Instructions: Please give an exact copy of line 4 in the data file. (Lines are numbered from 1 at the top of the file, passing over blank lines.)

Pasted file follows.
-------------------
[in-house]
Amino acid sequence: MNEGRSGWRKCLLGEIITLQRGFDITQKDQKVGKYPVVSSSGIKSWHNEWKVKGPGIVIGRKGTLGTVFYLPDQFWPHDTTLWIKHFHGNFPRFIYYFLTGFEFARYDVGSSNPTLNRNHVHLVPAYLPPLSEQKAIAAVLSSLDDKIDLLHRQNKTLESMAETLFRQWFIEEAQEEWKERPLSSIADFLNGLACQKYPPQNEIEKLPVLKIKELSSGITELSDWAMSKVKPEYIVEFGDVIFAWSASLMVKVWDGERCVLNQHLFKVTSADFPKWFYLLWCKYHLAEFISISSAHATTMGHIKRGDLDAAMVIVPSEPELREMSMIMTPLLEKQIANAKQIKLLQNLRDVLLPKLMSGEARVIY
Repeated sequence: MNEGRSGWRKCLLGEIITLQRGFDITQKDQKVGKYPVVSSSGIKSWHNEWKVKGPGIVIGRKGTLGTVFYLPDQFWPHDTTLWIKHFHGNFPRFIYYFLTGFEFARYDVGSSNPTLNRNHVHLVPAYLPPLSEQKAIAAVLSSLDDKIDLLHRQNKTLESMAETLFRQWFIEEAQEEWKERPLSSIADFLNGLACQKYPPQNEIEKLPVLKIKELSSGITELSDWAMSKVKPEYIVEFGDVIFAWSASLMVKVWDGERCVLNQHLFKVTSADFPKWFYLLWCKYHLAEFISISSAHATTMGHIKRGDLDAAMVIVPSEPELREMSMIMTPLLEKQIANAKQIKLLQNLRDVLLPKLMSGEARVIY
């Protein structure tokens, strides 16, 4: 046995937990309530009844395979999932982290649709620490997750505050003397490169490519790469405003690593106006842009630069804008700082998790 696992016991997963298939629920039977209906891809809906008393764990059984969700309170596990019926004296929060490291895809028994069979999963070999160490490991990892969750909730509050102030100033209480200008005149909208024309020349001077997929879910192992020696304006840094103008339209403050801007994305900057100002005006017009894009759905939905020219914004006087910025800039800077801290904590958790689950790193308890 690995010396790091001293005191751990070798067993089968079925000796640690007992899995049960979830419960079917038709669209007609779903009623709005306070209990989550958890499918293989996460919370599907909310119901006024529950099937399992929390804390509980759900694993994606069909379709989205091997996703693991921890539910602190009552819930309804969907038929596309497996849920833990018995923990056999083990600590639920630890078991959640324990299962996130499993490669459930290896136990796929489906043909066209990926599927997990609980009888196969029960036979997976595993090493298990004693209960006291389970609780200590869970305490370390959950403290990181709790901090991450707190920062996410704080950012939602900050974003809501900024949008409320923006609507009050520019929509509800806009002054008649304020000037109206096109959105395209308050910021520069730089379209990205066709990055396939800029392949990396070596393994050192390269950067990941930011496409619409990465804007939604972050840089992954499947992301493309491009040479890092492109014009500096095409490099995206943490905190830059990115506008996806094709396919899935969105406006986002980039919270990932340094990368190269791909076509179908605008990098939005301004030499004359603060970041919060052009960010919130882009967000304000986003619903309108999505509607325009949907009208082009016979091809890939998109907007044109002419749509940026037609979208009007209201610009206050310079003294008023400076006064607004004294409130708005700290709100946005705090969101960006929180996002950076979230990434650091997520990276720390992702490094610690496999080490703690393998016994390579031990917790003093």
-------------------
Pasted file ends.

């Protein structure tokens, strides 16, 4: 046995937990309530009844395979999932982290649709620490997750505050003397490169490519790469405003690593106006842009630069804008700082998790 696992016991997963298939629920039977209906891809809906008393764990059984969700309170596990019926004296929060490291895809028994069979999963070999160490490991990892969750909730509050102030100033209480200008005149909208024309020349001077997929879910192992020696304006840094103008339209403050801007994305900057100002005006017009894009759905939905020219914004006087910025800039800077801290904590958790689950790193308890 690995010396790091001293005191751990070798067993089968079925000796640690007992899995049960979830419960079917038709669209007609779903009623709005306070209990989550958890499918293989996460919370599907909310119901006024529950099937399992929390804390509980759900694993994606069909379709989205091997996703693991921890539910602190009552819930309804969907038929596309497996849920833990018995923990056999083990600590639920630890078991959640324990299962996130499993490669459930290896136990796929489906043909066209990926599927997990609980009888196969029960036979997976595993090493298990004693209960006291389970609780200590869970305490370390959950403290990181709790901090991450707190920062996410704080950012939602900050974003809501900024949008409320923006609507009050520019929509509800806009002054008649304020000037109206096109959105395209308050910021520069730089379209990205066709990055396939800029392949990396070596393994050192390269950067990941930011496409619409990465804007939604972050840089992954499947992301493309491009040479890092492109014009500096095409490099995206943490905190830059990115506008996806094709396919899935969105406006986002980039919270990932340094990368190269791909076509179908605008990098939005301004030499004359603060970041919060052009960010919130882009967000304000986003619903309108999505509607325009949907009208082009016979091809890939998109907007044109002419749509940026037609979208009007209201610009206050310079003294008023400076006064607004004294409130708005700290709100946005705090969101960006929180996002950076979230990434650091997520990276720390992702490094610690496999080490703690393998016994390579031990917790003093």